“Years back, if someone said you spoke Spanglish, it was a derogatory label,” Holguín Mendoza said. “But now the community has reclaimed it as something prideful because language and culture shape our identity. Critics also need to understand that speaking Spanglish is not just speaking in any way you want; the language has cognitive logic and it’s also important to know the historical context.”


The Impact of Spanglish

Why is it important for some Latino communities to speak Spanglish? From a historical standpoint, Leal said, language imposition is one of the primary ways colonizers have overpowered nations (in addition to armies, of course). Therefore, speaking Spanglish is a way in which younger Latino people are reclaiming their heritage and embracing the full scope of their identities.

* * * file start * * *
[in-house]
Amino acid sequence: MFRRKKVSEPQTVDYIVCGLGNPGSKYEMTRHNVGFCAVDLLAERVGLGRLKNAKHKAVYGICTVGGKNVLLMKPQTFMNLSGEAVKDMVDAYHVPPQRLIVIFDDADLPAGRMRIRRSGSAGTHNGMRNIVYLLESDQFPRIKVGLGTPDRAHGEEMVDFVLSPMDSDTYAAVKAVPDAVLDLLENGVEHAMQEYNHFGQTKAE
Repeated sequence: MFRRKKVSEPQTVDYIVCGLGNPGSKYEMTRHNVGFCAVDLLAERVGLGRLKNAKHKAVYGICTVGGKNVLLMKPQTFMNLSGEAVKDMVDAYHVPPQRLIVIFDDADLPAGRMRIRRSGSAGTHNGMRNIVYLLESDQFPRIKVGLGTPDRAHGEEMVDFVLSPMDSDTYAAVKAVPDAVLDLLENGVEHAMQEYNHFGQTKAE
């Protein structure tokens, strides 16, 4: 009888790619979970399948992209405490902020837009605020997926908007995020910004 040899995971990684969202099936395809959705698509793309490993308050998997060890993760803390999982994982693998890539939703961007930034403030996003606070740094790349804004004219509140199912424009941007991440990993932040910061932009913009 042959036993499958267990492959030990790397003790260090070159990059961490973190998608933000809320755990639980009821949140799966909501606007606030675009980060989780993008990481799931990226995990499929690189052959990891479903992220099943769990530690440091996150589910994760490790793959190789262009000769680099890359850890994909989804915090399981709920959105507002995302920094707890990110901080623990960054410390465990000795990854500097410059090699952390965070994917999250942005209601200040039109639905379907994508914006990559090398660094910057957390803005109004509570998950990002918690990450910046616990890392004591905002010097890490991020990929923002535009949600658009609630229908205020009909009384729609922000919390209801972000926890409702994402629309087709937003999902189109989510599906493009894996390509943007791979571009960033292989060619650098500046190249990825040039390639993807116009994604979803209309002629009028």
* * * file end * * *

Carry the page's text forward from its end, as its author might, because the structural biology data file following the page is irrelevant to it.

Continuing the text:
“Our communities have always been plurilingual,” said Leal, referring to a person’s ability to not only speak multiple languages but switch back and forth between them. “Latinx people have been speaking Spanish and Spanglish for generations. It’s a language that continues to evolve — it has been doing so for centuries, from colonization to now. I also push against this notion that Spanish is a ‘foreign language’ because it has been spoken here for centuries.”

According to U.S. census data, within a 40-year span, the number of bilingual people tripled from 23.1 million in 1980 to 67.8 million in 2019, far outpacing the overall population growth. In the U.S., English is the primary spoken language, followed by Spanish, Chinese, Tagalog, Vietnamese, and Arabic.